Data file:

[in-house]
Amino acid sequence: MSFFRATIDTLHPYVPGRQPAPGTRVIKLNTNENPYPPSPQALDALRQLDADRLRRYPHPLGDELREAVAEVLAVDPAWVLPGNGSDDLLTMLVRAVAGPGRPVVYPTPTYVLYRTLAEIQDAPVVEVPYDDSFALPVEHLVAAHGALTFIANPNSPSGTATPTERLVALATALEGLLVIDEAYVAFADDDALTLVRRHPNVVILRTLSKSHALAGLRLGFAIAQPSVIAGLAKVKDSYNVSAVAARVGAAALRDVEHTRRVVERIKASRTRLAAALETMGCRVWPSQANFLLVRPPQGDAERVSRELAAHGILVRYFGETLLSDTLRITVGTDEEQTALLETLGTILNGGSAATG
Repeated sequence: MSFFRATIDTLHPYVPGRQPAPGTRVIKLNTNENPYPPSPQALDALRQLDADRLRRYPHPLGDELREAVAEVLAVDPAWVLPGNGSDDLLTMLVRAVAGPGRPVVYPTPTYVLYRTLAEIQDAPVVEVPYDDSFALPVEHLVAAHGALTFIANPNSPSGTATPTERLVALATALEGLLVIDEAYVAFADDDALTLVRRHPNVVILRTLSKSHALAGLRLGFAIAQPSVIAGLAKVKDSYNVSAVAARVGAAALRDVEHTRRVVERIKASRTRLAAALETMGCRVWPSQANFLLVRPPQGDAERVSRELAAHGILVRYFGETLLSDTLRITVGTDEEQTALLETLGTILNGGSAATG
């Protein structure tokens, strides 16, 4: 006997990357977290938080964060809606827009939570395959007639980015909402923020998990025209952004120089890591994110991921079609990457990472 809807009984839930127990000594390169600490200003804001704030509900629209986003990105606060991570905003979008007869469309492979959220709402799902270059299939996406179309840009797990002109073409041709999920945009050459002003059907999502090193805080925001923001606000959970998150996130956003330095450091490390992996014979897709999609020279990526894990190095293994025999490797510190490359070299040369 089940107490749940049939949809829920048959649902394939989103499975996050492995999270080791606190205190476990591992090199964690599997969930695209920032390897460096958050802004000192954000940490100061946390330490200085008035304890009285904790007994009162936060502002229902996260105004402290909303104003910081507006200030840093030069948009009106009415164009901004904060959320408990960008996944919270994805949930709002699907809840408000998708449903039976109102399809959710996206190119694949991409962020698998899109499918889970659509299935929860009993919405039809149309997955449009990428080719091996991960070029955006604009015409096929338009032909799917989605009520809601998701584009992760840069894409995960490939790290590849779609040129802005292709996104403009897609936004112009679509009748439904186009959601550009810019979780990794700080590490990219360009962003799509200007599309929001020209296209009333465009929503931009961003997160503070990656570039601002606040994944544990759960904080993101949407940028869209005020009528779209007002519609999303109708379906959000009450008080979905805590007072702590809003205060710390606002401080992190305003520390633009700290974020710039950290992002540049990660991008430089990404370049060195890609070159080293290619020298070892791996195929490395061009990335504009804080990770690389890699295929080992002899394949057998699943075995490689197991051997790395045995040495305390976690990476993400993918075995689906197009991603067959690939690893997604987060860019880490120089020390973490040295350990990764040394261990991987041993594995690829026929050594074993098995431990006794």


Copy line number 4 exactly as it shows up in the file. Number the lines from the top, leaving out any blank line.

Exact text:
């Protein structure tokens, strides 16, 4: 006997990357977290938080964060809606827009939570395959007639980015909402923020998990025209952004120089890591994110991921079609990457990472 809807009984839930127990000594390169600490200003804001704030509900629209986003990105606060991570905003979008007869469309492979959220709402799902270059299939996406179309840009797990002109073409041709999920945009050459002003059907999502090193805080925001923001606000959970998150996130956003330095450091490390992996014979897709999609020279990526894990190095293994025999490797510190490359070299040369 089940107490749940049939949809829920048959649902394939989103499975996050492995999270080791606190205190476990591992090199964690599997969930695209920032390897460096958050802004000192954000940490100061946390330490200085008035304890009285904790007994009162936060502002229902996260105004402290909303104003910081507006200030840093030069948009009106009415164009901004904060959320408990960008996944919270994805949930709002699907809840408000998708449903039976109102399809959710996206190119694949991409962020698998899109499918889970659509299935929860009993919405039809149309997955449009990428080719091996991960070029955006604009015409096929338009032909799917989605009520809601998701584009992760840069894409995960490939790290590849779609040129802005292709996104403009897609936004112009679509009748439904186009959601550009810019979780990794700080590490990219360009962003799509200007599309929001020209296209009333465009929503931009961003997160503070990656570039601002606040994944544990759960904080993101949407940028869209005020009528779209007002519609999303109708379906959000009450008080979905805590007072702590809003205060710390606002401080992190305003520390633009700290974020710039950290992002540049990660991008430089990404370049060195890609070159080293290619020298070892791996195929490395061009990335504009804080990770690389890699295929080992002899394949057998699943075995490689197991051997790395045995040495305390976690990476993400993918075995689906197009991603067959690939690893997604987060860019880490120089020390973490040295350990990764040394261990991987041993594995690829026929050594074993098995431990006794």